“Civilization” means something: people shouldn’t be killed for expressing a political or religious opinion. If you’re squishy on that–if you won’t defend that bedrock principle–what would you defend?

#38 Anne Hambrock
September/23/2010
@ 10:12 am

@Josh

“No need to single out religion here. Is there any organized gathering that is immune from this duality?”

Probably not. But the more hierarchical the group the easier it is for the people at the top to manipulate the people at the bottom. And sometimes religions are better at hierarchy than non-religious groups. Not always, but sometimes.

#39 RR Anderson
September/23/2010
@ 10:28 am

our own poor ol’ David Horsey (editorial cartoonist for the Seattle Post Post Intelligencer) bravely stands up for the rights of Holly Norris.

http://blog.seattlepi.com/davidhorsey/archives/214339.asp

Holly Norris must be Molly Norris sister? Or did poor ol’ david horsey just give away her new FBI identity? dangblamit!

#40 Joe Sutliff
September/23/2010
@ 10:40 am

Anne – but it’s not about religion, really. I am a “lapsed” Catholic. By all the rules, I am going to hell, because of all the sins I committed, unless I repentgotoconfessiondopenance and all that. I ACCEPT that. My mother used to cry about it all the time – that was hard to deal with. Religions should be allowed to condemn and threaten damnation – otherwise, what fun would they be? Ask a devote person the old “..if God can do anything, can he make a rock so heavy that he can’t pick it up?” it’s a hoot! You get that warning look and

“render unto Caesar that which is Caesar’s and to God that which is God’s” I believe the quote goes. We should not judge religions or their beliefs except in our own personal way, but when someone crosses the line into violence in the name of that religion, everyone has to shout a collective NOOOOOOO!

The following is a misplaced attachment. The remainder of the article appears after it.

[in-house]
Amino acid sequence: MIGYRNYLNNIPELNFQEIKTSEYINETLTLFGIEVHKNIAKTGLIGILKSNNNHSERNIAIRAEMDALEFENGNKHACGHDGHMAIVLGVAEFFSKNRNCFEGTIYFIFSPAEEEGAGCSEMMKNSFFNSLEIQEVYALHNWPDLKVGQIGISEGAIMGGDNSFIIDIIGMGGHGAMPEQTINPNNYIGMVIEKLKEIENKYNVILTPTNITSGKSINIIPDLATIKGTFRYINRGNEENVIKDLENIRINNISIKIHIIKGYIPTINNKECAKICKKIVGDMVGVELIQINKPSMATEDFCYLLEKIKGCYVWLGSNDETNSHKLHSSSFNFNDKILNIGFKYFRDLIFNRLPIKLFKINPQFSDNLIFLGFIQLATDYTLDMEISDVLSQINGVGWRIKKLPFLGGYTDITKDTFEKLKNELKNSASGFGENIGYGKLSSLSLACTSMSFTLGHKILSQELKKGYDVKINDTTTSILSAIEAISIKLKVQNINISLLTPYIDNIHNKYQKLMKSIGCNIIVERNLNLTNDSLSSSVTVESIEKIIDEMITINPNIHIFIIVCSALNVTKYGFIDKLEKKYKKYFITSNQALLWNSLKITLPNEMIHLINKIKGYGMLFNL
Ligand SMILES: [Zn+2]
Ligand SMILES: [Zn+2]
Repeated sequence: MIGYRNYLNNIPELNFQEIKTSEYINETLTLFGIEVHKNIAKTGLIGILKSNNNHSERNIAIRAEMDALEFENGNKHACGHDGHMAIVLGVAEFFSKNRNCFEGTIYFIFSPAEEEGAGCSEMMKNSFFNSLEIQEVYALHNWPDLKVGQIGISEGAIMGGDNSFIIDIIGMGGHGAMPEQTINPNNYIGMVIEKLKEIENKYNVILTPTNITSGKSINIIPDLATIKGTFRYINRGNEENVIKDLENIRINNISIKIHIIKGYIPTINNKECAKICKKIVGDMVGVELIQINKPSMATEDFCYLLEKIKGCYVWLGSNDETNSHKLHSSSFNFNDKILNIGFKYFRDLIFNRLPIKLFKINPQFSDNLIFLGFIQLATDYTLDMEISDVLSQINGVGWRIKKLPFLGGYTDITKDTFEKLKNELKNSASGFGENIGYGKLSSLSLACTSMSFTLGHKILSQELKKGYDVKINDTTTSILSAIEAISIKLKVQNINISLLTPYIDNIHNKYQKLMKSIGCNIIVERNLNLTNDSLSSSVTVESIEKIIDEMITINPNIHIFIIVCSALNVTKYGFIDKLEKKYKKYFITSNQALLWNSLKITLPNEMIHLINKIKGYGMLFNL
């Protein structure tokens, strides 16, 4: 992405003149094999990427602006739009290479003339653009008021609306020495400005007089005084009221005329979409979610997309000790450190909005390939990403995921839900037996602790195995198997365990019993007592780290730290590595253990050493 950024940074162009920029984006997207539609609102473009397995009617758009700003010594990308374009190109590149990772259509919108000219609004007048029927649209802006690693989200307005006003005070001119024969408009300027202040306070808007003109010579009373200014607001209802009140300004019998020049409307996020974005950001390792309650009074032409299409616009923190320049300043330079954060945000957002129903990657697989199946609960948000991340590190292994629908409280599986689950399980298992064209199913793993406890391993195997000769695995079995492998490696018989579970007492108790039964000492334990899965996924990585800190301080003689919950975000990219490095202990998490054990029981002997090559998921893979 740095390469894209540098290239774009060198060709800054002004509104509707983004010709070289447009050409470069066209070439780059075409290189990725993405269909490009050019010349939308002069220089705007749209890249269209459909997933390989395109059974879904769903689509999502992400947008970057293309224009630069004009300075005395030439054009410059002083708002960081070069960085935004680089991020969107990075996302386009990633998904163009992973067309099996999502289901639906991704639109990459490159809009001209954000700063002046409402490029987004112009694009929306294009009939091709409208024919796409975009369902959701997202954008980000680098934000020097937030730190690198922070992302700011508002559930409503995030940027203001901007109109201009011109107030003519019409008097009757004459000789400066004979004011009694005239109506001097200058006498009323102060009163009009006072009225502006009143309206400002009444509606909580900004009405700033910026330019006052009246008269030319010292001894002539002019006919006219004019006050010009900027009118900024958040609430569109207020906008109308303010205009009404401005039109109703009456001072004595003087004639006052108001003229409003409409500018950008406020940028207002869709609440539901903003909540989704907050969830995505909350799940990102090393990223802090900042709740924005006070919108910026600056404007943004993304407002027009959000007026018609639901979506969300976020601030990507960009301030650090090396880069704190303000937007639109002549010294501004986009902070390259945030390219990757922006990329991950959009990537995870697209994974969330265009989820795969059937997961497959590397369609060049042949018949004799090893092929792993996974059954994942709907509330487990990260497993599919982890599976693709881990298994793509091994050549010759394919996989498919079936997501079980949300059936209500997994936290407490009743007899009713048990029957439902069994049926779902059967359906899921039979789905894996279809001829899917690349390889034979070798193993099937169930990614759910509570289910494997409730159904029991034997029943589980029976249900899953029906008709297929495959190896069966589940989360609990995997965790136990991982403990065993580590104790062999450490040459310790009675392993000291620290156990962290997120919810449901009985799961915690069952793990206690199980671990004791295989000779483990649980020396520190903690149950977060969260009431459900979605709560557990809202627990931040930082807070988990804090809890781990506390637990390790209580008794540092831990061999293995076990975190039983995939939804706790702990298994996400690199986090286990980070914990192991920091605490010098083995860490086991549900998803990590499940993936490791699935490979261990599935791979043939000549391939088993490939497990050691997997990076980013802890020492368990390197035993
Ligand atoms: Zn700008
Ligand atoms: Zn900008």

#41 Jeff Darcy
September/23/2010
@ 11:08 am

Alan,
You’ve posted a warning that you won’t permit the bashing of
religions. Good. But you’ve posted a thread wondering why more people haven’t written about and come to the defense of
a cartoonist who seems to have been engaged hate speech against a religion. A Cartoonist who created “Draw Mohammed
Day” web page filled with cartoons that were basically hate speech against a religion and what it holds sacred. Given the hate -filled anti-muslim garbage the cartoonist presented under the guise of free speech
I’m not surprised at all this hasn’t gained the attention you think it
deserves

#42 Terry LaBan
September/23/2010
@ 11:18 am

@Joe Free speech means Molly can say what she wants, short of yelling ?FIRE!? in a crowded theater. Distressing, distasteful, disrespectful, but not deathworthy.

You’re absolutely right, Joe(well, I’d argue with the notion that shouting “Fire” in the proverbial crowded theater actually constitutes speech, but whatever). No one prevented Molly from doing what she did, nor should they. But the having a right to free speech doesn’t give you a right to be free of speech’s consequences . As to your girl-in-a-bar analogy–no, I don’t think the person in your hypothetical case “deserves” to be raped. But if you show up at a Klan rally wearing an Obama tshirt, you shouldn’t be surprised if someone tries to kick your ass.
Look, I think the Mexican drug cartels are bad guys. I don’t think people, especially innocent people, should get killed so thugs can make money in the drug trade. So I’d certainly defend anyone’s right to start an “I Dare the Mexican Drug Cartels To Try And Kill Me” Facebook page. But I’d also think they were really stupid.

#43 Tom Wood
September/23/2010
@ 11:43 am

I can’t pass up this opportunity to link to a relevant speech by Christopher Hitchens in which he makes an argument against Canadian hate speech laws.

#44 Michael Fry
September/23/2010
@ 11:48 am

Whether it was wise for Molly to draw the cartoon is irrelevant. Whether she should have stood her ground is irrelevant. And, more to the point, what she actually drew is irrelevant.